-The Blues signed former Avalanche forward Paul Stastny to a four-year contract worth a total of $28 million. Coming off a contract with a salary cap hit of $6.6 million, Stastny's new contract will have a cap hit of $7 million. Appearing in 71 games last season, Stastny, 28, scored 60 points (25 goals, 35 assists).

-EN Says: Stastny immediately boosts the Blues' already impressive crew of forwards, particularly at center. He's probably better suited as a No. 2 center but he'll likely be a No. 1 center with the Blues. $7 million might seem a bit high for Stastny, but in this market, this is normal.

-The Blues re-signed former forward Phil McRae to a one-year two-way contract.

-The Avalanche signed former Bruins forward Jarome Iginla to a three-year contract worth a total of $16 million. Coming off a contract with a salary cap hit of $1.8 million, Iginla's new deal will have a salary cap hit of $5,333,333. Appearing in 78 games last season, Iginla, 37, scored 61 points (30 goals, 31 assists).

-EN Says: This is quite an addition for the Avalanche. Already one of the more offensively gifted teams in the NHL, Iginla is still capable of scoring 30 goals a season while offering plenty of intangibles as a veteran to a young, inexperienced team.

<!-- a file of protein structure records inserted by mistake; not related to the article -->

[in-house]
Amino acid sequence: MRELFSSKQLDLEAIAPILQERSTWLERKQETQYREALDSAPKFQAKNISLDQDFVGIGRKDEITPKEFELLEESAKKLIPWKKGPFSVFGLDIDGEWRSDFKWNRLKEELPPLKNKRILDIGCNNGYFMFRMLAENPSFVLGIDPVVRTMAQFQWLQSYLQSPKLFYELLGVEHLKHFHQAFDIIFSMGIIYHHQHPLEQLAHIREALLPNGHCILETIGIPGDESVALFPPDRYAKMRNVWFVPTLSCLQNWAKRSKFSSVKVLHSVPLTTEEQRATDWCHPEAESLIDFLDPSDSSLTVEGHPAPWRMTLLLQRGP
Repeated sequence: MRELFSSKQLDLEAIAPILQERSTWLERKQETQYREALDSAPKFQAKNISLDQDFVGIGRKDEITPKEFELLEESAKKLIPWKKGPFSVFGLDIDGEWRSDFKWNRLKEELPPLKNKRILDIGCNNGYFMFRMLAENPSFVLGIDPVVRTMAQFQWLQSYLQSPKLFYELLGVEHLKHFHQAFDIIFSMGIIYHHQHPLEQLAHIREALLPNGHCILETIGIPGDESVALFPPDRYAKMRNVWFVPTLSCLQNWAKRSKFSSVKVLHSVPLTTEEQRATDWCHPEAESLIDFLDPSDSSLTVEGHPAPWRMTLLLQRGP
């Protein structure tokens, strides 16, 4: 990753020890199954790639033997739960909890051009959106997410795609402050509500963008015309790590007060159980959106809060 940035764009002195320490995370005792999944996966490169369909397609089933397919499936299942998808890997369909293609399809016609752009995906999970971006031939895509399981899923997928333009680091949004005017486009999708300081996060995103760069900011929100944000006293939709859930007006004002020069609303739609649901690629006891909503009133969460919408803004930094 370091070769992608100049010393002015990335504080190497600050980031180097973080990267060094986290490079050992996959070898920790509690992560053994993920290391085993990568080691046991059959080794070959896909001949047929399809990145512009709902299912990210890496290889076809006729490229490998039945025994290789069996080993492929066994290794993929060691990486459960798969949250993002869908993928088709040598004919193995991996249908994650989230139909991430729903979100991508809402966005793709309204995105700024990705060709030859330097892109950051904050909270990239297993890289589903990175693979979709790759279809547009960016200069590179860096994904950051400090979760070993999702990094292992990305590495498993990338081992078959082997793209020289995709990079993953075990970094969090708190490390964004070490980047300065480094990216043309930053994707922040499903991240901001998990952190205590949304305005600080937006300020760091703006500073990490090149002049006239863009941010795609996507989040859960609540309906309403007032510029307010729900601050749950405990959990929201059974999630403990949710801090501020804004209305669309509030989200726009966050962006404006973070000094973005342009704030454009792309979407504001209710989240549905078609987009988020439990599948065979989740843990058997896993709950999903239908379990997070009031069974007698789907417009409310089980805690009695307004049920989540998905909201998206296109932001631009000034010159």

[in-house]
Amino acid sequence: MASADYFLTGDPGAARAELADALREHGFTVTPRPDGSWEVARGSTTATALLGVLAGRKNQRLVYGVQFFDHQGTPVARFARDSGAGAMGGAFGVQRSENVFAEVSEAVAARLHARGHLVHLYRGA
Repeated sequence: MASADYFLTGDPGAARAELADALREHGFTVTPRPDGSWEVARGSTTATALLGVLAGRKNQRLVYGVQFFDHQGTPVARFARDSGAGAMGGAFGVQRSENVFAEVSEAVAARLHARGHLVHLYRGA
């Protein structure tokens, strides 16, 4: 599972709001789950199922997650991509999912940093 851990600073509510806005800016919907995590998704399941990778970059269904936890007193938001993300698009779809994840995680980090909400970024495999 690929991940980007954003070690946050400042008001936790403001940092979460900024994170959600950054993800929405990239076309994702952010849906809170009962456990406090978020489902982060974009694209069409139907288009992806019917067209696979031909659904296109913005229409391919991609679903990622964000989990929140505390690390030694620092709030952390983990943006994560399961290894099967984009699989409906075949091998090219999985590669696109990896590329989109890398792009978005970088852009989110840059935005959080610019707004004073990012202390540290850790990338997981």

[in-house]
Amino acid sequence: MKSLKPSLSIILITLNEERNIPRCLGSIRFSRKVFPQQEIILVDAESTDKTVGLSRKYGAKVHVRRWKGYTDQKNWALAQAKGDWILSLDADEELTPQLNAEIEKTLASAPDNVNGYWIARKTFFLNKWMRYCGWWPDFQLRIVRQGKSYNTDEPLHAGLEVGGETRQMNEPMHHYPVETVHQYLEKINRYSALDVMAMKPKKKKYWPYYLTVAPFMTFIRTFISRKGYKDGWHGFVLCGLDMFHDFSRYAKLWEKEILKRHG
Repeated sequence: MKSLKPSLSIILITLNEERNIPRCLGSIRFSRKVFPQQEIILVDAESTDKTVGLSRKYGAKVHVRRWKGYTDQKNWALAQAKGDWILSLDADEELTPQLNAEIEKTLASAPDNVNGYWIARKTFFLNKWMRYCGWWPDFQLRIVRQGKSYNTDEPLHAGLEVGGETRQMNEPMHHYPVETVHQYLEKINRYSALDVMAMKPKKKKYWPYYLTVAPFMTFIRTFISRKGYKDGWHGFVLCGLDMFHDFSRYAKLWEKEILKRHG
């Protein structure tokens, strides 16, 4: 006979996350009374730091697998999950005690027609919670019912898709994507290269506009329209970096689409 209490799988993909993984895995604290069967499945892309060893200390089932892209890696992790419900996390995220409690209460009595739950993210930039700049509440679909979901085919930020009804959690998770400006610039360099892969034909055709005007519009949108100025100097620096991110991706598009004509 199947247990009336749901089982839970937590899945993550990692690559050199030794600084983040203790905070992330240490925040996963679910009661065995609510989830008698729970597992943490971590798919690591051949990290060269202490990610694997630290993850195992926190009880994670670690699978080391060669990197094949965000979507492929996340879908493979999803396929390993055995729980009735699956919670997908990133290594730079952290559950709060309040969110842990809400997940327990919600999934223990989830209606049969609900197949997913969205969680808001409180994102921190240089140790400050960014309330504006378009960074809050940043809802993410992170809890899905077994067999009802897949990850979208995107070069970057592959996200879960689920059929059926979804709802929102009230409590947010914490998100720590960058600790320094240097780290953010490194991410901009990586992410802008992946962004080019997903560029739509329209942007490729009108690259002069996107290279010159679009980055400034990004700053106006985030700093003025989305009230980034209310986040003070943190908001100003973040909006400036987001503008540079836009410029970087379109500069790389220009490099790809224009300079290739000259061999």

-The Avalanche acquired defenseman Brad Stuart from the Sharks in exchange for a second-round pick in 2016 and a sixth-round pick in 2017. Stuart, 34, has one year remaining on a contract with a salary cap hit of $3.6 million. Appearing in 61 games last season, Stuart scored 11 points (three goals, eight assists).

-EN Says: Stuart isn't quite what he was earlier in his career, but he's still a steady, physical defender in his own zone. Never an offensively gifted player, his value is strictly in what he can provide as a defender. He adds quite a bit to area of need for Colorado.

-The Avalanche signed former Panthers forward Jesse Winchester to a two-year contract worth $1.8 million. Coming off a contract with a salary cap hit of $600,00, Wincester's new deal will have a cap hit of $900,000. Appearing in 52 games last season, Wincester, 30, scored 18 points (nine goals, nine assists).

-EN Says: This is a depth signing for the fourth line. Winchester (6-foot-1, 205 pounds) will throw plenty of hits and can kill penalties.